Wednesday, August 17, 2005


I started reading Ben Bova's Mercury a few days ago. I'm only a few chapters into the book, but I have to say that were it not for the fact that this book was written by Ben Bova, I would probably have put it down by now. Bova is one of the best "hard" science fiction writers around, so I know it will get better, but so far, I'm struggling to maintain an interest in the story at all. Bova uses third person omniscient point of view, so he jumps in and out of all of the characters' heads throughout the story. The result of that is that I don't really feel a connection to any of the characters. None of them are particularly nice people, and so far, I'm not finding a lot of emotional depth to the characters, etiher. I'm not even totally sure who the protagonist is supposed to be (there are two candidates so far). Oddly enough, he seems to breaking all of the guidelines (I won't call them rules) we've been discussing here for some time. That would be okay if the story worked because of (or in spite of) these issues -- but so far, it doesn't. Bova seems to rely on vivid descriptions of the landscape to hold our interest (much as Kim Stanley Robinson did in his Mars trilogy), but in the case of Mercury, I'm not sure we know enough about the planet to make it seem real. There is a huge amount of exposition and very little dialogue so far. The characters seem to talk to themselves a lot (actually, it's the narrator talking about them), which starts to get a bit old after a while. I'd like to see some interaction between the characters! Let me learn about them through seeing them in action, not through the author's telling me about them (even if I'm being told what they are thinking). These are almost rookie mistakes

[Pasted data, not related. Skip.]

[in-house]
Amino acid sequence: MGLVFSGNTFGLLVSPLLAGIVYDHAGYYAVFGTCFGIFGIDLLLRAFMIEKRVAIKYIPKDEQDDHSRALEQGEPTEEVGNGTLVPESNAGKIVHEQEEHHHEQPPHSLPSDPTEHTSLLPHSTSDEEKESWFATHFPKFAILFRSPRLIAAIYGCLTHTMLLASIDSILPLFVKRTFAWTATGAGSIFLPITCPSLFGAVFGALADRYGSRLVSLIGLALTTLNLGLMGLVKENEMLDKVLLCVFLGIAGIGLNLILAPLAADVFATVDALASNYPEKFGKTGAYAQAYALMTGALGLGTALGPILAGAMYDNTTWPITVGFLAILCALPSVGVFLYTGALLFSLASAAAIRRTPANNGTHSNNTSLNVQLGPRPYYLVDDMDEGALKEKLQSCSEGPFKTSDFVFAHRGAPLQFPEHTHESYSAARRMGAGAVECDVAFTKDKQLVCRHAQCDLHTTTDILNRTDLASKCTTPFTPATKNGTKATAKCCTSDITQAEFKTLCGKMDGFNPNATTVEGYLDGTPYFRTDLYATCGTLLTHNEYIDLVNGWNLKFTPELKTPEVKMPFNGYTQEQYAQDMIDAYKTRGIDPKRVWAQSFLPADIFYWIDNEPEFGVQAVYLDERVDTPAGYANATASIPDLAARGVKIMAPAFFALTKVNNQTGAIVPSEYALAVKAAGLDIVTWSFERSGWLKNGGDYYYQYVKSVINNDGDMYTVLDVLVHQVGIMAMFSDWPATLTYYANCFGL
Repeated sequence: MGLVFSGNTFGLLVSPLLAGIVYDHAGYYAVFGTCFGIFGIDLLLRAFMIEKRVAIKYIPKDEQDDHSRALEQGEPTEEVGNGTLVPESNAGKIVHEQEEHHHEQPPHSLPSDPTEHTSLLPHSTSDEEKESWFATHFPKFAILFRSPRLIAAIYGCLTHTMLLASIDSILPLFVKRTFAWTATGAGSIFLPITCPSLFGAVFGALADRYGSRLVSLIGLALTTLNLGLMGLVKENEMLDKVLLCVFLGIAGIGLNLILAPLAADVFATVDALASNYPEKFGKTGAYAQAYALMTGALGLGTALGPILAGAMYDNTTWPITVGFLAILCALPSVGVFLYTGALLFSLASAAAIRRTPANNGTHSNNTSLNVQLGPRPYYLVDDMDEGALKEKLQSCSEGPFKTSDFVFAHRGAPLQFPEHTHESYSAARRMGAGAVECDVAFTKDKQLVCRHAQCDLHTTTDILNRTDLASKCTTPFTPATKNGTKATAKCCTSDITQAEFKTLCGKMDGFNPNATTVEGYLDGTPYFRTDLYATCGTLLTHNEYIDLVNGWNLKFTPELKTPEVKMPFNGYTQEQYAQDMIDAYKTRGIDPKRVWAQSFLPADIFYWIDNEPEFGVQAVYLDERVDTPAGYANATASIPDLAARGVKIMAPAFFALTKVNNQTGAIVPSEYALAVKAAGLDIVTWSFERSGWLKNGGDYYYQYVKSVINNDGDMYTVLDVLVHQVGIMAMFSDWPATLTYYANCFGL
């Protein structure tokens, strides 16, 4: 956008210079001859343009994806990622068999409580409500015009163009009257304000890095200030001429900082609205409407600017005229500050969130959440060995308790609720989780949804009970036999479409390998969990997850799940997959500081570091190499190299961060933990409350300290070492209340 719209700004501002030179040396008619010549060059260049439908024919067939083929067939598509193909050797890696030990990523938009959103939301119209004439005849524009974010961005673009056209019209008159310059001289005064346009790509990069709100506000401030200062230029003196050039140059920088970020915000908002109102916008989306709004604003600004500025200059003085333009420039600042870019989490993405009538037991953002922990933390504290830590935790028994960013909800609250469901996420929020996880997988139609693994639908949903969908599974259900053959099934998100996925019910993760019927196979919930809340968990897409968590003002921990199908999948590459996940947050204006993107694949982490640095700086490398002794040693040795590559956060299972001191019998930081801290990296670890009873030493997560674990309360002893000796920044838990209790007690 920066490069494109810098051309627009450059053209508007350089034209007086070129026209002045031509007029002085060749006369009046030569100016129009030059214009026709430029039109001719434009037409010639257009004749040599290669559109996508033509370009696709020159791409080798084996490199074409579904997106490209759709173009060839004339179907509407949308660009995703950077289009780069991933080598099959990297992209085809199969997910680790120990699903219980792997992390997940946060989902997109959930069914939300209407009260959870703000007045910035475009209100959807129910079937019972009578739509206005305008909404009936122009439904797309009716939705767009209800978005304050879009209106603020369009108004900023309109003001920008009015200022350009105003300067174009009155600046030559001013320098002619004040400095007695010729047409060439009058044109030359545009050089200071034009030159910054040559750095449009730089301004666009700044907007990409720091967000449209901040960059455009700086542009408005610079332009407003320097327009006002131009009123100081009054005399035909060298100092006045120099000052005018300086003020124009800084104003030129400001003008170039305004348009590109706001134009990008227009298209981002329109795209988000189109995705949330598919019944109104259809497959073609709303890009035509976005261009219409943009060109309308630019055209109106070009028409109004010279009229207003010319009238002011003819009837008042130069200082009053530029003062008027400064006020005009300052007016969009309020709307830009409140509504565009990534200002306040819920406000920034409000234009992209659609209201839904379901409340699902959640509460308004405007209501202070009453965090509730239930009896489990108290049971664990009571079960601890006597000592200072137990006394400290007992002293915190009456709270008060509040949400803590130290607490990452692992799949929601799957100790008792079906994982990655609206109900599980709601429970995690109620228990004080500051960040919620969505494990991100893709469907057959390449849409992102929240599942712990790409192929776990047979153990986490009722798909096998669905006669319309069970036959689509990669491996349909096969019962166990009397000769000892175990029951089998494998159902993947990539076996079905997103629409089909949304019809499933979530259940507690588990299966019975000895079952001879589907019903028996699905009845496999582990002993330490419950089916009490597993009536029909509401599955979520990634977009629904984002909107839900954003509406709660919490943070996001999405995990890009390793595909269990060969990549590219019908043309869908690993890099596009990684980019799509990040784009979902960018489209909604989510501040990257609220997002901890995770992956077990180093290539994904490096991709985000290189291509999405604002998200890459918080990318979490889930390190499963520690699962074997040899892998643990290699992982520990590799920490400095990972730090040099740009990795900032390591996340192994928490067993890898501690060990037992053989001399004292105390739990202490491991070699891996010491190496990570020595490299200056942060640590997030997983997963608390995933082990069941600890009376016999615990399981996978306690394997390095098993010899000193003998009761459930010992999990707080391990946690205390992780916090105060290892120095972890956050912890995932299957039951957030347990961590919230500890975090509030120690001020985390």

Bova is no rookie, however. He was editor of Analog for a long time and has published dozens of novels. This novel is part of a long-running series in which Bova is writing a story about each planet. While I've read the first couple, I haven't been keeping up with the series (which is indicative in its own right). Bova does need these stories to stand on their own, so I realize that he's got a lot of background material to present to get us up to speed -- there's already been two dream sequences in the first five chapters. I think I could have lived without the background info, though, and had it introduced to me later. Right now, the book is almost painful to read.

I feel as though I have no right to criticize one of the grand old men of science fiction, but this book reads like a first novel. I'd encourage you to grab a copy and read it critically. I'd be interested in hearing others' thoughts!

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